§ Motion made, and Question proposed, That this House do now adjourn.—[Mr. Dowd.]7.49 pm
§ Mr. Eric Pickles (Brentwood and Ongar)
I am grateful for this opportunity to raise an important constituency matter. I assure the Minister that I do not intend to speak for my allotted time of two and three quarter hours: I shall try to persuade him that the matter should be examined thoroughly without detaining him from sending letters to Santa Claus.
I speak on behalf of the whole community. All political parties are united against the threat posed to my constituents and their health. I have also received support from all the churches in the Brentwood and Ongar area. I am in an unusual position tonight, as the research for this debate has been conducted by Labour and Liberal Democrat as well as Conservative councillors. Perhaps that goes to prove that, in times of adversity, Brentwood and Ongar sticks together.
I have three concerns about community medicine in my constituency: first, the removal of beds from the Ongar War Memorial hospital; secondly, the closure of the minor injuries unit at Brentwood community hospital; and, thirdly, the closure of High Wood hospital services to the elderly. Those three measures are a response either to a lack of finance or to an overspending on budget, depending on one's point of view. The three hospitals have not contributed to the overspend, and the proposed savings are relatively small.
This debate is about the place of community or cottage hospitals in the modern health service and the disadvantages suffered by two small towns that are situated on the fringe of two health authorities. The Ongar War Memorial hospital was established in response to the first world war. Shock at the number of casualties from that conflict prompted communities throughout the land to seek ways of remembering the dead and of recognising the contributions of their neighbours and friends. Ongar decided upon a unique cenotaph—a living monument: a hospital. The money was raised by public donation. Hon. Members should understand that Ongar is not a particularly prosperous community, but it is a committed community that is tremendously proud of its hospital. That commitment continues today, and the hospital's League of Friends has raised almost £1 million—some £920,000—in 1996 prices over the past 17 years.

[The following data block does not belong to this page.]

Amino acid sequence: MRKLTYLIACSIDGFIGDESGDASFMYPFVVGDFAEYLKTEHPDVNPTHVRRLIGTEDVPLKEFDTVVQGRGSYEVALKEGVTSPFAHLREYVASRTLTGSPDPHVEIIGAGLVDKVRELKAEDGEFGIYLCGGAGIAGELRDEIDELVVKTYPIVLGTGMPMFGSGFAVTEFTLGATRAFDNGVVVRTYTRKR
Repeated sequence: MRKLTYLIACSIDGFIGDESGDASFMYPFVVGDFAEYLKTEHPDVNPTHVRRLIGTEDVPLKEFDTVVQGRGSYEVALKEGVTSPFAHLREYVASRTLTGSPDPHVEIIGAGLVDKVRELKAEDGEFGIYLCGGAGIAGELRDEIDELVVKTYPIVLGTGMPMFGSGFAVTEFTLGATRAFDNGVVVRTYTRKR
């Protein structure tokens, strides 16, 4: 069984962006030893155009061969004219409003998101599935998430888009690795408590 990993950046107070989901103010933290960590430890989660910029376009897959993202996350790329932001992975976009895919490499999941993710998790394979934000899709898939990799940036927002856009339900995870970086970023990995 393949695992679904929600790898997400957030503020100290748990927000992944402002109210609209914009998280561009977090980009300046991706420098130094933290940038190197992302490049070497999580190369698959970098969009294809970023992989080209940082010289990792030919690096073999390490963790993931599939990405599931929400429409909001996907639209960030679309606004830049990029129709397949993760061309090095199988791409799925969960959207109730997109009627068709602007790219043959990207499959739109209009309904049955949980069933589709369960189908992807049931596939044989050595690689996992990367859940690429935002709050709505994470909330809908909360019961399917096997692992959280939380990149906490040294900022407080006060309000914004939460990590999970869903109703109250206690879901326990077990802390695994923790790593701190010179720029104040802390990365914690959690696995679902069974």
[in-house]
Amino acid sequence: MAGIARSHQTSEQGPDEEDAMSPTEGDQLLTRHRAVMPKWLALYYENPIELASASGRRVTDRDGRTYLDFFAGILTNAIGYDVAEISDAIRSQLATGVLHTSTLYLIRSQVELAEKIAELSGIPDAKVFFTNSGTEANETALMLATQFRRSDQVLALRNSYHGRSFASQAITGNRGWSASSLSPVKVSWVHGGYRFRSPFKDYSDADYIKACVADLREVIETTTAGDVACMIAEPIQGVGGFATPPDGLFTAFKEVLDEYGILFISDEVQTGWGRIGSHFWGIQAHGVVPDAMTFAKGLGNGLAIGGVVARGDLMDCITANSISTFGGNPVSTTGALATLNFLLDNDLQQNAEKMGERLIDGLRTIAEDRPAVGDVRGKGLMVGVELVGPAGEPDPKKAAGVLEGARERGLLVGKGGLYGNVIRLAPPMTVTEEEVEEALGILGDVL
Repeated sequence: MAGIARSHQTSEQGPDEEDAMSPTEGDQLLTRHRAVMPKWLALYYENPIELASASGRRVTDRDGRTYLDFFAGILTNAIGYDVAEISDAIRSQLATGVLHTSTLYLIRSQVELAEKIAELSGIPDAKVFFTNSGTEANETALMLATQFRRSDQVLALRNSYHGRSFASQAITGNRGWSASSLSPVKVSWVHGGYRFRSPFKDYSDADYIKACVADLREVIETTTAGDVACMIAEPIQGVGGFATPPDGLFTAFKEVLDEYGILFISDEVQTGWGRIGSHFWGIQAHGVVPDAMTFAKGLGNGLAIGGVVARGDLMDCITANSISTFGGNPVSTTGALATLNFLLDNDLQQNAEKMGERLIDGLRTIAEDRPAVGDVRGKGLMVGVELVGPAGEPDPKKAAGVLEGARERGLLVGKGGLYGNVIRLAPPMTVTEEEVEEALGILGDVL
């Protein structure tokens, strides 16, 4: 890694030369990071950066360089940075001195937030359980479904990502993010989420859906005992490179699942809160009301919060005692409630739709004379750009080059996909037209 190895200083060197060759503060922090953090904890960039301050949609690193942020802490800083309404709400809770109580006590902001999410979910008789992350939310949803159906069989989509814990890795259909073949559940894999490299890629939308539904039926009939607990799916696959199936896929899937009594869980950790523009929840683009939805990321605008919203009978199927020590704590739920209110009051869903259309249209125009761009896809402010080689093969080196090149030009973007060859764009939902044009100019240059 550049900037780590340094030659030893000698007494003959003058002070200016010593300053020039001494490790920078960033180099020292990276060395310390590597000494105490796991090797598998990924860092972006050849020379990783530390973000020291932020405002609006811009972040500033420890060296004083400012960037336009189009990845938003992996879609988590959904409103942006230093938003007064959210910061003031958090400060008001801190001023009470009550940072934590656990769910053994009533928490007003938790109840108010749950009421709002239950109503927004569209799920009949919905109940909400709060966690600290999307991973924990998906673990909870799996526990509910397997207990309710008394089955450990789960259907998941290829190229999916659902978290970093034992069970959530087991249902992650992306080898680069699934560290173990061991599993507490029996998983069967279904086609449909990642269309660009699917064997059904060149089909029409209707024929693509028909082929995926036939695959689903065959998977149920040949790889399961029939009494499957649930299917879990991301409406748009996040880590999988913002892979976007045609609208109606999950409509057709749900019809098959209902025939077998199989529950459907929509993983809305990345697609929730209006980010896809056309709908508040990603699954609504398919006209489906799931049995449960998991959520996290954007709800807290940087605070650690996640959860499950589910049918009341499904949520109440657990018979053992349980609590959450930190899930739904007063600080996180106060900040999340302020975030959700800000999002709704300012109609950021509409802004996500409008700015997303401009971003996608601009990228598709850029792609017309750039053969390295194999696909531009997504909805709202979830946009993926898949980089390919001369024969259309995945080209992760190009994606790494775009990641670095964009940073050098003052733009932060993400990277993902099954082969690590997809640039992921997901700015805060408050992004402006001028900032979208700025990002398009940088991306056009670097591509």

The hospital is held in high esteem by my constituents. It provides a variety of services, including speech and language therapy sessions, hearing and development checks, a baby clinic, ante-natal classes, relaxation classes, parentcraft classes, mental health services with the community psychiatric nurse, chiropody and podiatry. It offers day care and currently puts 16 beds to various uses.
I have received many letters from ex-patients of Ongar hospital or, more often, from their children. They talk of the enormous care and dedication of the staff and the importance of the hospital to the people of Ongar. I shall sum up that depth of feeling by quoting from one letter from a constituent. The impression is often created that 549 the hospital predominantly provides services to the elderly. While such services are important, they are just part of the role of that community hospital. My constituent Miss Karen Dunning writes:I spent a week in Ongar War Memorial as I am a diabetic and my GP thought it would be a good idea to place me in hospital for a week to try to get my diabetes under control. I was so pleased that Ongar Memorial found me a bed as it enabled me to not be too far away from my family. Up to this time I thought the hospital was mainly for the elderly—somewhere for people to die. I was very wrong—during that week I got involved with all sorts of people coming in and out of the hospital. It was a real eye opener. Not only does the hospital provide for the sick and dying it also provides a place for people with special needs to go for the day. Giving their family/guardians that much deserved break".Some 46 per cent. of beds are occupied by general practitioner admissions, 22 per cent. are dedicated to respite care, 12 per cent. are occupied by patients transferred from other hospitals, 8 per cent. are for terminal or palliative care, and 4 per cent. are dedicated to emergency psychiatric cases. As those figures and Miss Dunning's letter show, it is clear that the majority of patients are sent to the hospital by their GPs. Some 75 per cent. of patients come from North Essex health authority and 25 per cent. from South Essex health authority.